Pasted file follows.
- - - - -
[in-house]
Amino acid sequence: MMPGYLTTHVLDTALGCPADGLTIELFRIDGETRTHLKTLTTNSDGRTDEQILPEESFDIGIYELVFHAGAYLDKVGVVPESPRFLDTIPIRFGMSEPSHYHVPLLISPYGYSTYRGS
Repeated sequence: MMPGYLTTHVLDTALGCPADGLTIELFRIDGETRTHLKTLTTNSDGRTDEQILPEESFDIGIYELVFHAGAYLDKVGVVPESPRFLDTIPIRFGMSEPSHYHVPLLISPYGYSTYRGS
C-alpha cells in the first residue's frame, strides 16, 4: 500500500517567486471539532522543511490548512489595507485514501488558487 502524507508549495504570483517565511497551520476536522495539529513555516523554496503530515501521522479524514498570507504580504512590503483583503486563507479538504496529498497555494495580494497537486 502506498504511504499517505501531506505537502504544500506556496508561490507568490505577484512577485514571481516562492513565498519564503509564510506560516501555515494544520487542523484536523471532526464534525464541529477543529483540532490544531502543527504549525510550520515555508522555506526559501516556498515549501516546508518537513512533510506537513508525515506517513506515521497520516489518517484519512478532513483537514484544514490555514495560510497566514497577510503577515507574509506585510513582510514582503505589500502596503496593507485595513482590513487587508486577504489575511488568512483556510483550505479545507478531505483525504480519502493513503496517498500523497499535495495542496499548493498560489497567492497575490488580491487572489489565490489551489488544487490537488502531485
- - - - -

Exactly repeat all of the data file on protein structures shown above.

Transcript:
[in-house]
Amino acid sequence: MMPGYLTTHVLDTALGCPADGLTIELFRIDGETRTHLKTLTTNSDGRTDEQILPEESFDIGIYELVFHAGAYLDKVGVVPESPRFLDTIPIRFGMSEPSHYHVPLLISPYGYSTYRGS
Repeated sequence: MMPGYLTTHVLDTALGCPADGLTIELFRIDGETRTHLKTLTTNSDGRTDEQILPEESFDIGIYELVFHAGAYLDKVGVVPESPRFLDTIPIRFGMSEPSHYHVPLLISPYGYSTYRGS
C-alpha cells in the first residue's frame, strides 16, 4: 500500500517567486471539532522543511490548512489595507485514501488558487 502524507508549495504570483517565511497551520476536522495539529513555516523554496503530515501521522479524514498570507504580504512590503483583503486563507479538504496529498497555494495580494497537486 502506498504511504499517505501531506505537502504544500506556496508561490507568490505577484512577485514571481516562492513565498519564503509564510506560516501555515494544520487542523484536523471532526464534525464541529477543529483540532490544531502543527504549525510550520515555508522555506526559501516556498515549501516546508518537513512533510506537513508525515506517513506515521497520516489518517484519512478532513483537514484544514490555514495560510497566514497577510503577515507574509506585510513582510514582503505589500502596503496593507485595513482590513487587508486577504489575511488568512483556510483550505479545507478531505483525504480519502493513503496517498500523497499535495495542496499548493498560489497567492497575490488580491487572489489565490489551489488544487490537488502531485